Authors Laura J. Burns and Melinsa Metz have delivered an intriguing premise in their YA novel Sanctuary Bay, where nothing is as it seems and our leading lady Sarah Merson must battle known forces to help save her friend
When Sarah Merson receives the opportunity of a lifetime to attend the most elite prep school in the country-Sanctuary Bay Academy- it seems almost too good to be true. But, after years of bouncing from foster home to foster home, escaping to it’s tranquil setting, nestled deep in Swans Island, couldn’t sound more appealing. Swiftly thrown into a world of privilege and secrets, Sarah quickly realizes finding herself noticed by class charmer, Nate, as well as her roommate’s dangerously attentive boyfriend, Ethan, are the least of her worries. When her roommate suddenly goes missing, she finds herself in a race against time, not only to find her, but to save herself and discover the dark truth behind Sanctuary Bay’s glossy reputation.
And this is all I’m going to say because the book thrives on its mystery.
There’s an aspect of this book, the diversity, that I absolutely found fantastic to read, even if it seems arbitrary to some, which was in the book something that wasn’t just assumed but directly mentioned. This isn’t something that is often explicitly stated in books for Young Adult readers (of course with exceptions such as the excellent Eleanor & Park) and instead fans are left to to place their own imagery on details such as Katniss and Hermione as media’s default assumption is that the character is white.
Burns and Metz allow no such thing to take place and instead they pointedly make sure we all know. Even in one of the odder moments of the book where Sarah and her group of friends attend a orientation party that doubles largely as some sort of orgy there’s a noted accepting nature of fluid sexuality which, again, while not revolutionary across all media is a nice touch. While on the topic of accepting people however, there is a very flippant and almost mean spirited throw away line about a girl with an eating disorder that was jarring because of the rest of the books tone.
Sarah herself as character is both intriguing and frustrating. On the one hand, I appreciate the rags to riches storyline and her dismissal of all things wealth and privilege was a breath of fresh air, especially as she found herself in a community that was built on those two very things. She’s tough but not impervious to others judgement-she’s a typical teenage girl who is curious and loving and looking for friends to bond with while also being the brave heroine of the book. On the other hand the character also is written to mold to the situation which at times lends her to being suspiciously naive, easily manipulated and hive minded. All of this contradicts with the character we meet in the first 50 pages or so.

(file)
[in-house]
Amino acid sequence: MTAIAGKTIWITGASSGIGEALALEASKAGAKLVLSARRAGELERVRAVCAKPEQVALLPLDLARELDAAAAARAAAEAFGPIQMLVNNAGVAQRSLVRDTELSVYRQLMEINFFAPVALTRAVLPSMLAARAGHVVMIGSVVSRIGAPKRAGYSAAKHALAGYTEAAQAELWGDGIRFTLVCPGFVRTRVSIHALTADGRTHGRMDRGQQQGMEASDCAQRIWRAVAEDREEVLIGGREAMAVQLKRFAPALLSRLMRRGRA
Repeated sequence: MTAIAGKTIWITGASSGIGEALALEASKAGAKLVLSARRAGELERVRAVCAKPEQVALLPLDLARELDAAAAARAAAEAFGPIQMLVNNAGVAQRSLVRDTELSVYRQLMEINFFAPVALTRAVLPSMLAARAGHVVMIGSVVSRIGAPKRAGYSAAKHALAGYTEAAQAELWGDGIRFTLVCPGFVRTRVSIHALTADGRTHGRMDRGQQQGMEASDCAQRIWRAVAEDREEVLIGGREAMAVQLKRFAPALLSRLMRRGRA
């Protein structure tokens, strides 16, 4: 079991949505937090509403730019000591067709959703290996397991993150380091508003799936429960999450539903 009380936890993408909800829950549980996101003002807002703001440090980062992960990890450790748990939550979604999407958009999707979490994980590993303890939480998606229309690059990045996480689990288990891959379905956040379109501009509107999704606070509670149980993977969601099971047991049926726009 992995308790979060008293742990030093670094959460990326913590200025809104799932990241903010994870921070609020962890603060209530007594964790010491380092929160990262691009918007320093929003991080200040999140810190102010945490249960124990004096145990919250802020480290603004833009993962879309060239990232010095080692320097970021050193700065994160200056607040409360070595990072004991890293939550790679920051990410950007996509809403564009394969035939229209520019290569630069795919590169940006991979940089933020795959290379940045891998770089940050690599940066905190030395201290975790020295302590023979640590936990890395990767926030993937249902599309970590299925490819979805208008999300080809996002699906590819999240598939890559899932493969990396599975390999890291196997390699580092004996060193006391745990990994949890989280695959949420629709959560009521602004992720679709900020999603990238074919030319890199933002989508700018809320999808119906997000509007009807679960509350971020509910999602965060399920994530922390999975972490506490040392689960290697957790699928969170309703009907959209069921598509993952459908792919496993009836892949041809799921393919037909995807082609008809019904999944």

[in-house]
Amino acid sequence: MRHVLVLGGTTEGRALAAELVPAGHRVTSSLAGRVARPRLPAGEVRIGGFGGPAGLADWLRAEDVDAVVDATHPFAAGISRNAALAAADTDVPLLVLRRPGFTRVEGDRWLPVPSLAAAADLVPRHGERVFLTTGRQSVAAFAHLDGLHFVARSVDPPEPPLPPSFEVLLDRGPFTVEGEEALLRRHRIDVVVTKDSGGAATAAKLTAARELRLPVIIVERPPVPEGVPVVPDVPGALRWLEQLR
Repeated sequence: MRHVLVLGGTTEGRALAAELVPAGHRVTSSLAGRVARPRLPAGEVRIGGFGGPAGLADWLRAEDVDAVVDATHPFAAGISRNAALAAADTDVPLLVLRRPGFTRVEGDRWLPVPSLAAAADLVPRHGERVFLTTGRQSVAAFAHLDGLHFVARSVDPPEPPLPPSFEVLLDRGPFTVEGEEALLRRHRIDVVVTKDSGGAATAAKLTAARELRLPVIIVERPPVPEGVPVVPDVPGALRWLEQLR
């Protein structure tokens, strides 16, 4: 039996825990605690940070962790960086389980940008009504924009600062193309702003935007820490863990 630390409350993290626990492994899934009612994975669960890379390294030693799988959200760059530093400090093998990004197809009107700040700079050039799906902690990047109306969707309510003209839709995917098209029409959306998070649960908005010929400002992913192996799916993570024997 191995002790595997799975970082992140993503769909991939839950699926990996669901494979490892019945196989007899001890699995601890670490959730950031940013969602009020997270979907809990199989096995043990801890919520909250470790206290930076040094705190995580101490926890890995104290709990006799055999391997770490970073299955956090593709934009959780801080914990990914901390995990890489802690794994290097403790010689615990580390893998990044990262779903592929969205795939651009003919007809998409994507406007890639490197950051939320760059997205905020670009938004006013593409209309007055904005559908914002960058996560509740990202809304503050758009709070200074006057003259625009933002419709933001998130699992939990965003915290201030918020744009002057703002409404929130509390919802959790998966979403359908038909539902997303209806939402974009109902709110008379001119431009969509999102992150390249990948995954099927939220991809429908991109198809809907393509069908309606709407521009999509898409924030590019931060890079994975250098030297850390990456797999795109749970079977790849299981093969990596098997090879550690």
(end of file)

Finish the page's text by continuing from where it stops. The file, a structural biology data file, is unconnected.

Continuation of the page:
Luckily the book has some rich supporting characters that help make the world a little bigger, even if characters such as Ethan are hard to decipher if they’re meant to be annoying or charming at the start. Katrina and Ivy make for a dynamic duo as Sarah’s roommates
The mystery itself is a tad baffling as it draws from multiple genre tropes, especially thriller and almost ghost story elements while also trying to infuse the story with romance. There’s a lot going on which makes the decision to spend 200 pages world building perplexing when the time could have been better spent setting up the main mystery. The book would have done well if there had been a larger, drawn out lead up to the catalyst of the storyline, setting up more moments for Sarah to think “something’s wrong with the situation”.
It’s a book of a lot of strong and interesting ideas, something that works well with the YA/thriller genre. The writing is strong and intriguing and the characters are well drawn even if it takes too long to do so. With science fiction influences, historical fantasy touches and steamy romance, even if this wasn’t pitch perfect, there’s enough going on to keep readers actively engaged.